Aloha Bradley Cooper, Emma Stone, Rachel McAdams. Directed by Cameron Crowe. Rated PG-13. Opens Friday.
When hackers leaked thousands of emails from Sony Pictures Entertainment last year, one of the stories that emerged was studio executives’ frustration with Cameron Crowe’s Aloha, a romantic dramedy shot in Hawaii in 2013 and originally set for an awards-season release at the end of 2014. It would be refreshing to say that Sony’s concerns about the muddled script and the poor reactions from test audiences were unfounded, but Aloha arrives in theaters a complete mess, even more of a disappointment than Crowe’s notorious 2005 flop Elizabethtown.
At least Elizabethtown had the courage of its misguided convictions, but Aloha plays like half the movie has been somehow left behind, which isn’t entirely unlikely given the amount of tinkering Crowe reportedly did with it over the last two years. What’s left is a half-baked romance full of dead-end subplots and startling leaps in character development, with a third-act turn into a nearly incomprehensible conspiracy storyline.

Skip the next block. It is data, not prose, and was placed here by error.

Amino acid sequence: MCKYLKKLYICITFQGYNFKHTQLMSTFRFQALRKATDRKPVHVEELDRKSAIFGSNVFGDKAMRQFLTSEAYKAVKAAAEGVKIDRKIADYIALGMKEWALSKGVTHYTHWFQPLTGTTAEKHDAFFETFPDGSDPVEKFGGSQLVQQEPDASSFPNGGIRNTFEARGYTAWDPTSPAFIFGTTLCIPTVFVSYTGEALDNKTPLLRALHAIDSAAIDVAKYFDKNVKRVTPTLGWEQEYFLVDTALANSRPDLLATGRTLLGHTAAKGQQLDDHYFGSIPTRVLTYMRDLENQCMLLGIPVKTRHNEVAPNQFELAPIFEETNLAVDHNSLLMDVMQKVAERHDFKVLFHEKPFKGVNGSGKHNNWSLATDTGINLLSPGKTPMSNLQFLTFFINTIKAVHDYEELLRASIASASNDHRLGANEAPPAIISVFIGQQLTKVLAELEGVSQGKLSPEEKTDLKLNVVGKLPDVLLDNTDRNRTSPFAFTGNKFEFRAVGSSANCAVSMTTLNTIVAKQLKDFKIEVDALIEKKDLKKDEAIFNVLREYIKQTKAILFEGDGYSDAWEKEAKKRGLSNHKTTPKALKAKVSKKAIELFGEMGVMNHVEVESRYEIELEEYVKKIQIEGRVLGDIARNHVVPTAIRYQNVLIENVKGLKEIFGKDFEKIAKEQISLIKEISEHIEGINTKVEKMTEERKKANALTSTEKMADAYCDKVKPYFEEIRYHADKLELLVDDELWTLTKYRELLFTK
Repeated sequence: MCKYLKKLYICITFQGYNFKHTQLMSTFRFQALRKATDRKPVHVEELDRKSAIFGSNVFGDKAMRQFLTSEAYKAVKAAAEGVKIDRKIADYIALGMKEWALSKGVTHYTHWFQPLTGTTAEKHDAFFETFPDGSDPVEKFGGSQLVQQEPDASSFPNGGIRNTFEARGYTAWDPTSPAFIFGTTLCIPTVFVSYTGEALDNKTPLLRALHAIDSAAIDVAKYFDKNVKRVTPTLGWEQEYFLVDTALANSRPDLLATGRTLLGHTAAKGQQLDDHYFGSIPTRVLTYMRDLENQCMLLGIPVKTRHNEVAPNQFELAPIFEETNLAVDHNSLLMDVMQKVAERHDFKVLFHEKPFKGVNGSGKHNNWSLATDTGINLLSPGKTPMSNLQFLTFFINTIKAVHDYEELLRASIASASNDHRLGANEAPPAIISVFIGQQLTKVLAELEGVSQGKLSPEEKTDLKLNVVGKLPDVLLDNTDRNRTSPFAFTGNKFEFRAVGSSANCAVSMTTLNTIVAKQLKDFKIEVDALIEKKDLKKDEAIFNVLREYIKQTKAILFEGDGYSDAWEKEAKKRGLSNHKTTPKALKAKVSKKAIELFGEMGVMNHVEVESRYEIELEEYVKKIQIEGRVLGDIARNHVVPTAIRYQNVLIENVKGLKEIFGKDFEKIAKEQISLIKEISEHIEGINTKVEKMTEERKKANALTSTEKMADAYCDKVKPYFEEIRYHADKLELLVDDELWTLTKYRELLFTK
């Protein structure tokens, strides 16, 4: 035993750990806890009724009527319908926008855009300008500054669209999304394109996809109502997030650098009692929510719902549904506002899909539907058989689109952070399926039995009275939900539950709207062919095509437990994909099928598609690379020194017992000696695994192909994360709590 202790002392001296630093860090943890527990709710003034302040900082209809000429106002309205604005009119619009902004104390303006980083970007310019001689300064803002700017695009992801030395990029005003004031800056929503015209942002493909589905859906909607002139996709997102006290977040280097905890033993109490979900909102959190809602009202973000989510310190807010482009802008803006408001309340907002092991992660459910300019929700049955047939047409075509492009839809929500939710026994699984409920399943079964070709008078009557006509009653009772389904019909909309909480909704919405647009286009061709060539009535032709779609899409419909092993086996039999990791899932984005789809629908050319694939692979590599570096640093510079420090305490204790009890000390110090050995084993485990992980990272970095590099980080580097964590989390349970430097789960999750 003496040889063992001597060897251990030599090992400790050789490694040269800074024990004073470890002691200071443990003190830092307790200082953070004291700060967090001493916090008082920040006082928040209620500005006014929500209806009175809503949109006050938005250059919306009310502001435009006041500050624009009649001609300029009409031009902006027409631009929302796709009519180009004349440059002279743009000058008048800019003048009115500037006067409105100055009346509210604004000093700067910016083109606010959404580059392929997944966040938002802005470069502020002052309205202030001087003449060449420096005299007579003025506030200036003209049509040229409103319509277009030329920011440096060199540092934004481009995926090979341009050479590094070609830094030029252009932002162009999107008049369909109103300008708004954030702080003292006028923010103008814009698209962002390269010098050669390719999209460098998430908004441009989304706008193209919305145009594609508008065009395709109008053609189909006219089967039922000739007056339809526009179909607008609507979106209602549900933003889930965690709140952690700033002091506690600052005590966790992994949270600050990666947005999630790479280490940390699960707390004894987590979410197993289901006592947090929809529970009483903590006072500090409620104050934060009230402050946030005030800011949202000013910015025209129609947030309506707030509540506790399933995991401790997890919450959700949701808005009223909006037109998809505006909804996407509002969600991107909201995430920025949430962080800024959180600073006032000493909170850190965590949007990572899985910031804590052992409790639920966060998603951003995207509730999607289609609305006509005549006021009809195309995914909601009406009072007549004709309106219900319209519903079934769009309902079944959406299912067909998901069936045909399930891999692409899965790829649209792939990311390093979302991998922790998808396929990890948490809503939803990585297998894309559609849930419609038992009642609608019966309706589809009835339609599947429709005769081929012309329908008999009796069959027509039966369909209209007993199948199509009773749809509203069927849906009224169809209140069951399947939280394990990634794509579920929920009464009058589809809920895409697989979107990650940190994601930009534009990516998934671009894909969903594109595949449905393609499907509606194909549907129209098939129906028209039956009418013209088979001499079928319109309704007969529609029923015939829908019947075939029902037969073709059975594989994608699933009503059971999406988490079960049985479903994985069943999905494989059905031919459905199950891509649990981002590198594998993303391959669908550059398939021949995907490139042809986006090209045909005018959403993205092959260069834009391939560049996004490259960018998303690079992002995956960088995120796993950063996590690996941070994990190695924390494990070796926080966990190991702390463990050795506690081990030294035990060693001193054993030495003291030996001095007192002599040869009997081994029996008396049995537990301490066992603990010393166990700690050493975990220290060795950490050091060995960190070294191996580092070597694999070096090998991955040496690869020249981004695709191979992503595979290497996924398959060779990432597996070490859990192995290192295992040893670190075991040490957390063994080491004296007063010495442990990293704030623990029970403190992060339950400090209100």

Bradley Cooper plays Brian Gilcrest, a former Air Force hotshot now working as a military contractor for sinister billionaire industrialist Carson Welch (Bill Murray, spectacularly miscast). After nearly losing his mind and his life in Afghanistan, Brian is in Hawaii for what seems like a cakewalk of an assignment, to procure a blessing from local natives for a new pedestrian gate at a military base. But things get complicated between Brian and his Air Force liaison, Capt. Allison Ng (Emma Stone), especially since Brian’s return to Hawaii also means seeing his ex-girlfriend Tracy (Rachel McAdams), now married with kids, for the first time in 13 years.
The romance between Brian and Allison is fairly straightforward, and Stone is fantastic as the earnest, vulnerable rising military star, who has all the accolades that Brian has lost (she’s also the only actor who manages to wrangle Crowe’s overwritten dialogue). But it still lunges forward awkwardly, and it’s stopped dead multiple times by the scenes between Brian and Tracy, who could be removed from the movie entirely and not make much of a difference (the subplot about Tracy’s troubles with her husband, played by John Krasinski, is even more useless).
By the time the movie gets to Welch’s top-secret satellite launch, it’s completely lost its way. Crowe is out of his element trying to craft anything resembling suspense, and his efforts at incorporating local Hawaiian culture are similarly off-base (Allison, played by blue-eyed redhead Stone, constantly reminds people that she’s a quarter Hawaiian). There’s a charming movie somewhere in Aloha, but it’s buried deep under this wreck of conflicting tones and storylines.